On June 23, 2009, the Superior Court of Quebec dismissed a
motion for certification of a class action brought by
Marie-France Cyr v. Ville de Ste-Adèle &
al,1 in a water contamination suit.
The petitioner alleged that she had been psychologically
affected after two racoons and a bird were found dead in a water
reservoir servicing one of Ste-Adèle's neighbourhoods in
2007. She requested authorization to bring a class action on behalf
of the residents of that district who had suffered psychological
damage in connection with the use and consumption of potable water
contaminated because of the presence of these animals.
The petitioner argued for the certification of the class action
on the grounds that the conditions of article 1003 of the Civil
Code of Procedure (C.C.P.) were met, namely: (i) there were
identical, similar or related questions of law or fact, (ii) the
action had a color of right, (iii) a class action was the
appropriate procedure given the nature of the action, and (iv) the
petitioner was in a position to adequately represent the group
members. The City of Ste-Adèle argued that none of these
conditions had been met.
In his decision, Justice Benoit Émery retained the City
of Ste-Adèle's arguments and essentially concluded that
none of the conditions of article 1003 C.C.P. had been met. He
therefore dismissed the motion for certification with costs.
Analyzing each of article 1003 C.C.P.'s conditions, Justice
Émery noted that although the petitioner need not establish
her right by a preponderance of proof, the Court must nevertheless
find a "serious color of right" in light of the alleged
facts. Vague, general, and imprecise allegations are therefore
insufficient. In the case at hand, the petitioner claimed that due
to a lack of surveillance, two racoons and a bird were able to
access the reservoir and drown therein, resulting in psychological
injury to the users of the municipal aqueduct. Justice Émery
held that no direct causal link could be inferred between the City
of Ste-Adèle's alleged failure to monitor the reservoir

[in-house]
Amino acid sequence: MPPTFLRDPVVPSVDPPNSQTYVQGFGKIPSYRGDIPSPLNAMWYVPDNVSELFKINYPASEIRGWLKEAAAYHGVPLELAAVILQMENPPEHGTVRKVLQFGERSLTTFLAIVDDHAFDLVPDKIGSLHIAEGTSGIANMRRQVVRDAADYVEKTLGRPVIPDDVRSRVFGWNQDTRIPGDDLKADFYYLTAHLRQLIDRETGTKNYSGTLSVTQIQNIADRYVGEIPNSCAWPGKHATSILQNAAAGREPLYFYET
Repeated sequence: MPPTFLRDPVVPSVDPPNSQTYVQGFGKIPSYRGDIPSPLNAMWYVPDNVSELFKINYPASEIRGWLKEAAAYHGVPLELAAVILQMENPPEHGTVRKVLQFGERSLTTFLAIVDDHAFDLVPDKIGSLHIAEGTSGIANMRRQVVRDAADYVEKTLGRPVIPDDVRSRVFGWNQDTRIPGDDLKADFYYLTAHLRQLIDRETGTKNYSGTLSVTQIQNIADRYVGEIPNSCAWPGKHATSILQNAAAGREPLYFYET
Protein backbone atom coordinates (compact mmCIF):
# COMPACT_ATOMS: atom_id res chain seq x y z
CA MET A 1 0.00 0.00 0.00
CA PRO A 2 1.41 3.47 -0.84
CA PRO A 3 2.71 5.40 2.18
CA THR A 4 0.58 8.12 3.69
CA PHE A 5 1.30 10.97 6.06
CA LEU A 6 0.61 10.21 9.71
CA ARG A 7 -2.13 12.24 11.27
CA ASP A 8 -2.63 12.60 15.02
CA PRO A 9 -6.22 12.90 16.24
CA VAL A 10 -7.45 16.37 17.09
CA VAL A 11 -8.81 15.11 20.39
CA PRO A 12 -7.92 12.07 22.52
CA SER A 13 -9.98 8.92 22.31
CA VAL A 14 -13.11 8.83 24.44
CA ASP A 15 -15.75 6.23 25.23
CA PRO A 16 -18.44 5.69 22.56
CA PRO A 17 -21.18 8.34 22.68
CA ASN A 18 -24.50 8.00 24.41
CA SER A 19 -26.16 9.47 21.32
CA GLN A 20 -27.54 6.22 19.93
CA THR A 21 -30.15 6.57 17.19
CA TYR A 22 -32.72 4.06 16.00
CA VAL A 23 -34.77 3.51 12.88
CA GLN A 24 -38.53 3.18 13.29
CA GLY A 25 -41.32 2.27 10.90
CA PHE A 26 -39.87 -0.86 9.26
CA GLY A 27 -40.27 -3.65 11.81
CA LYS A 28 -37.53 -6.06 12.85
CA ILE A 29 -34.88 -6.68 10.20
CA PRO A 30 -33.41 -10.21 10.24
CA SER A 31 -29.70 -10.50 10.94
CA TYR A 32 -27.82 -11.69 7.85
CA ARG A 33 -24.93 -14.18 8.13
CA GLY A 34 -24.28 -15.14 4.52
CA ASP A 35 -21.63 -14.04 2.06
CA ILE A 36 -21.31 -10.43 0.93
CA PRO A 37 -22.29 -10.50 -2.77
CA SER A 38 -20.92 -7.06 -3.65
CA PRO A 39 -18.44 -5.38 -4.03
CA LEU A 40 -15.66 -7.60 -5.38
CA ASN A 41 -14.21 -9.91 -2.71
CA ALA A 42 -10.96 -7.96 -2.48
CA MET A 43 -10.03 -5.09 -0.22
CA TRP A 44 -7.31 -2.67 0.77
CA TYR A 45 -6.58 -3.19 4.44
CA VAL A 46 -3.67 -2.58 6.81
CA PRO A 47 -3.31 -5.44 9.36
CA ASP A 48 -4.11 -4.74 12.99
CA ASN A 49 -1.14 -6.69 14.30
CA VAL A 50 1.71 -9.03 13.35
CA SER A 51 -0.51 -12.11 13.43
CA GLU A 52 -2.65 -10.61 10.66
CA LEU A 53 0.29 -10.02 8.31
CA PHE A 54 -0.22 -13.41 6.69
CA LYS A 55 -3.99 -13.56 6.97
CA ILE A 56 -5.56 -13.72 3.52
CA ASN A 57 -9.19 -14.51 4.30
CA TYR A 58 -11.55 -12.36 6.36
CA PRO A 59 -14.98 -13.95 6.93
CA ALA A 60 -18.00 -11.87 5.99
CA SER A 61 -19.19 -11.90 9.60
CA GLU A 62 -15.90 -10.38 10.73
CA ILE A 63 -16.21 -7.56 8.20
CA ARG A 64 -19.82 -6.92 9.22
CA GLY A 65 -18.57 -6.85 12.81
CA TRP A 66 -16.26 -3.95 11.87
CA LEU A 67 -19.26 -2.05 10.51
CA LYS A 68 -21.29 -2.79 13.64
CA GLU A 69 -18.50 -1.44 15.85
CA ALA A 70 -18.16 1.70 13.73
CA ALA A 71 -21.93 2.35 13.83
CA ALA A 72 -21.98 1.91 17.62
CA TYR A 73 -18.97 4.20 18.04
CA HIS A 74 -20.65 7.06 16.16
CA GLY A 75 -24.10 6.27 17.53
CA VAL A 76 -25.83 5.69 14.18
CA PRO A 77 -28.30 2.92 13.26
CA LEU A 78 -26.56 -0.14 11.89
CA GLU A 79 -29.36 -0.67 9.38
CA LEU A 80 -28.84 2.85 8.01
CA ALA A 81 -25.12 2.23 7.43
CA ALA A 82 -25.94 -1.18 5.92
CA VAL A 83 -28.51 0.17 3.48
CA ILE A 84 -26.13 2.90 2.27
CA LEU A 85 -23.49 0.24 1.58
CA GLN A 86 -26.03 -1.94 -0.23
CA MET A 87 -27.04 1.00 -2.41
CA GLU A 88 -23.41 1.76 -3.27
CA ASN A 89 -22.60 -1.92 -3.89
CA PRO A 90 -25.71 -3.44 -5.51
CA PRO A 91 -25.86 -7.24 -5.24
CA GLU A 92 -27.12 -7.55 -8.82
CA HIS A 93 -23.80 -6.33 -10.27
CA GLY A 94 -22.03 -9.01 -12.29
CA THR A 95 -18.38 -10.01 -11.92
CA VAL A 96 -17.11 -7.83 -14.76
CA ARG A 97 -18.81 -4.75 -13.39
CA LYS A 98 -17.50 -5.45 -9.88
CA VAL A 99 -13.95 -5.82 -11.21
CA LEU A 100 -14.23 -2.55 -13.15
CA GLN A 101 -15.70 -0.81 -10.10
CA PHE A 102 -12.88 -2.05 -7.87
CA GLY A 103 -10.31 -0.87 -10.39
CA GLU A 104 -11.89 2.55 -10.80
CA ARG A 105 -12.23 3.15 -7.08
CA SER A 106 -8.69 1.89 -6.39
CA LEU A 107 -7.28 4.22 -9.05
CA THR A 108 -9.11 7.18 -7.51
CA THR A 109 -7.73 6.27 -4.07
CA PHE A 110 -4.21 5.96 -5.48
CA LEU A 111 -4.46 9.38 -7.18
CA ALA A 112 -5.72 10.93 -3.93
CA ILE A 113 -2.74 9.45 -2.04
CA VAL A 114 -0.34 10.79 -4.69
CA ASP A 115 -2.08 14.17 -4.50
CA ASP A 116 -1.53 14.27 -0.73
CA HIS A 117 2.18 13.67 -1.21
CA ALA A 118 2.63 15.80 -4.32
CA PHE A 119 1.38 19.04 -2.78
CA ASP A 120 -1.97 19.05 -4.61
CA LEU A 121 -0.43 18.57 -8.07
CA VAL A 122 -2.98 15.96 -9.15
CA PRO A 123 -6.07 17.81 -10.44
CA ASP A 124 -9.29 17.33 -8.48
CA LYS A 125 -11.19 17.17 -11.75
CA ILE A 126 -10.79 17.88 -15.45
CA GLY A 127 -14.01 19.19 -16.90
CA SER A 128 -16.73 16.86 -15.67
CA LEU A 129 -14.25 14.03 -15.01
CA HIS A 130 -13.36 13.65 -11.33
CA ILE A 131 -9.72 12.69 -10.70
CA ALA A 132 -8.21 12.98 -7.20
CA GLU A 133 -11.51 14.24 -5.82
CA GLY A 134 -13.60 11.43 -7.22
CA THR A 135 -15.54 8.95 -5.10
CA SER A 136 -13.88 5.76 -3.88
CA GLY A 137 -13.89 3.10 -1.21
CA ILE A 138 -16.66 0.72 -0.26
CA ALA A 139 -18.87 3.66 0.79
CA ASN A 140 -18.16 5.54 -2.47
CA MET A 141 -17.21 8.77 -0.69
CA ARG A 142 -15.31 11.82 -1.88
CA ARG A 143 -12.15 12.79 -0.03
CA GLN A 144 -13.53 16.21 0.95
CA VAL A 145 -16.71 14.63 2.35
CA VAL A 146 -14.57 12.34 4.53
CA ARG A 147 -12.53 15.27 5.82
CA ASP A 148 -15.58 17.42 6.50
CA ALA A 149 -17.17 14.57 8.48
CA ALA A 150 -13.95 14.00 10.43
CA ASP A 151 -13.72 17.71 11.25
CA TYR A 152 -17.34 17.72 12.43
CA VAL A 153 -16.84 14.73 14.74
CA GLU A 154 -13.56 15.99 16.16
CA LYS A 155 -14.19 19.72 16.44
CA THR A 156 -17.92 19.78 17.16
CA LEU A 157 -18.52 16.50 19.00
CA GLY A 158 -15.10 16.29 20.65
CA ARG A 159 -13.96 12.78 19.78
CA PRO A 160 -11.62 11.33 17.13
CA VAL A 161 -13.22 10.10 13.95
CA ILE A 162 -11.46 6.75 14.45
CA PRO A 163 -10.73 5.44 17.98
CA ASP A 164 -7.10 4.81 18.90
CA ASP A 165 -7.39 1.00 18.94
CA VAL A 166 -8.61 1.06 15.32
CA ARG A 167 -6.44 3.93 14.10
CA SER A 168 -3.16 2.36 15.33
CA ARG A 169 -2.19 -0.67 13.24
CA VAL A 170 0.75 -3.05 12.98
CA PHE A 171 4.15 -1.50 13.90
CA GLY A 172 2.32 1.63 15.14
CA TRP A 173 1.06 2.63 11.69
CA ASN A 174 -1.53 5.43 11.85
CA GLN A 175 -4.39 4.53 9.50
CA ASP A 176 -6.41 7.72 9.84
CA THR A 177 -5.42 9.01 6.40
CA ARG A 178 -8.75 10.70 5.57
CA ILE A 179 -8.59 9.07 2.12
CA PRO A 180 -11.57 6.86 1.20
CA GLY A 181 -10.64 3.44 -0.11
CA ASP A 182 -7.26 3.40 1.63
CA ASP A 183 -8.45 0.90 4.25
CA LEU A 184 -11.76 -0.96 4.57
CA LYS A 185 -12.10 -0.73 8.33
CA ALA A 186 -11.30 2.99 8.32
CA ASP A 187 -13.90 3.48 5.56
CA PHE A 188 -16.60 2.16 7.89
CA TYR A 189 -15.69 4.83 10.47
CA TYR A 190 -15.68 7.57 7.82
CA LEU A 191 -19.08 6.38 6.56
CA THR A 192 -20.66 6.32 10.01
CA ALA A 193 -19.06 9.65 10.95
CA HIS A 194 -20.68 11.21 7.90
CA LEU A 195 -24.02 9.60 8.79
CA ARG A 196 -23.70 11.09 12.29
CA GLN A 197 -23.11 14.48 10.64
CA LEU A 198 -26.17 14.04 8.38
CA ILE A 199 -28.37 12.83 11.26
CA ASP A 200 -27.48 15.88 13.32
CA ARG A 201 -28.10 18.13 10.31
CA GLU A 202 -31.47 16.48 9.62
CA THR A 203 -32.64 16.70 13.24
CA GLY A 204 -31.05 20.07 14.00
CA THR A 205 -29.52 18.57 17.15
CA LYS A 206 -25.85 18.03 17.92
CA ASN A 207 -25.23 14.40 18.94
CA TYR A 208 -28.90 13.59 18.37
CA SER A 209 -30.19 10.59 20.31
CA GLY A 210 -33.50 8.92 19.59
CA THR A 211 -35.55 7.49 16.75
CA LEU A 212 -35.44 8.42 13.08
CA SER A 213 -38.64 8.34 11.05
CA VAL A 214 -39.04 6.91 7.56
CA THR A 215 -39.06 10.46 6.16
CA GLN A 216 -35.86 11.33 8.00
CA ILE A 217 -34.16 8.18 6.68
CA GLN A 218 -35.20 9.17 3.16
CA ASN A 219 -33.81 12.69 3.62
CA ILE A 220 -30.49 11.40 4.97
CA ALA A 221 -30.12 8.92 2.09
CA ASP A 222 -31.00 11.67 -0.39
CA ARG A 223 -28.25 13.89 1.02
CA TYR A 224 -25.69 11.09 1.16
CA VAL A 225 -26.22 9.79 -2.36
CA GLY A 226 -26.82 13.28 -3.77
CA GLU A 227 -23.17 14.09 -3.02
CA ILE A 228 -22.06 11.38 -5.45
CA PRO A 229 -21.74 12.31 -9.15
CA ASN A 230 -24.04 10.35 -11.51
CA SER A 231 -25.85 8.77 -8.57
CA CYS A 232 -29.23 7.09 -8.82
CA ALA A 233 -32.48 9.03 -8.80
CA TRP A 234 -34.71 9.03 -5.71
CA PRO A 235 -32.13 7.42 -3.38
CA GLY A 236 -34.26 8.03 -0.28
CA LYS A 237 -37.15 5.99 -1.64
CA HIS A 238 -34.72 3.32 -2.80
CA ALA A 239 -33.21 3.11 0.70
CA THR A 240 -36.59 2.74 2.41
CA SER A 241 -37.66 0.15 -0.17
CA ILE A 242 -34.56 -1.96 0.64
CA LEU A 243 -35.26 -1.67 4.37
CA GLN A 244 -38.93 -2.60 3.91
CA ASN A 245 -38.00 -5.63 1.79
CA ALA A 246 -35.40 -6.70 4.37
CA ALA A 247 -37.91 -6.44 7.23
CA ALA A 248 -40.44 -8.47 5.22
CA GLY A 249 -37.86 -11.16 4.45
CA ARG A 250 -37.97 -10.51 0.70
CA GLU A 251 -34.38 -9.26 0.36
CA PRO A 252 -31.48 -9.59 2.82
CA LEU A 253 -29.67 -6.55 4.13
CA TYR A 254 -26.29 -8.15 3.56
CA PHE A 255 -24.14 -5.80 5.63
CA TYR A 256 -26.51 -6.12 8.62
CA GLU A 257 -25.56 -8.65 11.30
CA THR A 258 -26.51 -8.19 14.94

and the emergence of a psychological injury for the petitioner. At
most, Justice Émery explained, the lack of surveillance
could constitute a "condition of the damage", but cannot
be said to be its cause. The judge therefore concluded that the
facts did not seem to justify the conclusions sought.
Justice Émery also held that the petitioner had not
sufficiently demonstrated the existence of common questions, due to
the uniqueness of the injury suffered as well as its highly
subjective character. Referring to a recent Supreme Court of Canada
decision2 in which it was suggested that psychological
injury must meet a certain threshold to be compensable, Justice
Émery pointed out that even if the petitioner had actually
been traumatized, this cannot be taken to mean that the other
residents had as well.
Moreover, Justice Émery rejected the claim that a class
action was the appropriate procedure given the nature of the case,
explaining that the streets in the district serviced by the
reservoir were identifiable and contained a limited number of
residents, making a joint or mandated action possible.
Lastly, Justice Émery held that it was not sufficient for
the petitioner to merely allege that she suffered psychological
prejudice herself and that she was prepared to devote the necessary
time to the litigation in order to be a qualified representative of
the group she hoped to represent.
McCarthy Tétrault's Comments
The Superior Court decision in Marie-France Cyr c.
Ville de Ste-Adèle & al shows that courts are
taking an increasingly rigorous approach in their analysis of the
juridical requirements that must be met by a petitioner who seeks
authorization to institute a class action. The petitioner must
therefore show a "true color of right", and vague,
general, or imprecise allegations are not sufficient.
This decision is also noteworthy in its recognition that
allegations of psychological injury are highly subjective by their
nature and are therefore often ill-suited to be the subject of
class action suits.
1 2009 QCCS 2827.
2 Mustapha v. Culligan du Canada
Ltée,  2 S.C.R. 114.
The content of this article is intended to provide a general
guide to the subject matter. Specialist advice should be sought
about your specific circumstances.
To print this article, all you need is to be registered on Mondaq.com.
Click to Login as an existing user or Register so you can print this article.
It's not often that our little blog intersects with such titanic struggles as the U.S. presidential race – and by using the term "titanic" I certainly don't mean to suggest that anything disastrous is in the future.
J.J. v. C.C., is an interesting case in which the court held that an automotive garage owes a duty to minor children to secure the vehicles on the premises by locking the cars and safely storing the car keys...
In Irwin v. Alberta Veterinary Medical Association, 2015 ABCA 396, the Alberta Court of Appeal found that the "ABVMA" failed to afford procedural fairness to a veterinarian undergoing an incapacity assessment.
Register for Access and our Free Biweekly Alert for
This service is completely free. Access 250,000 archived articles from 100+ countries and get a personalised email twice a week covering developments (and yes, our lawyers like to think you’ve read our Disclaimer).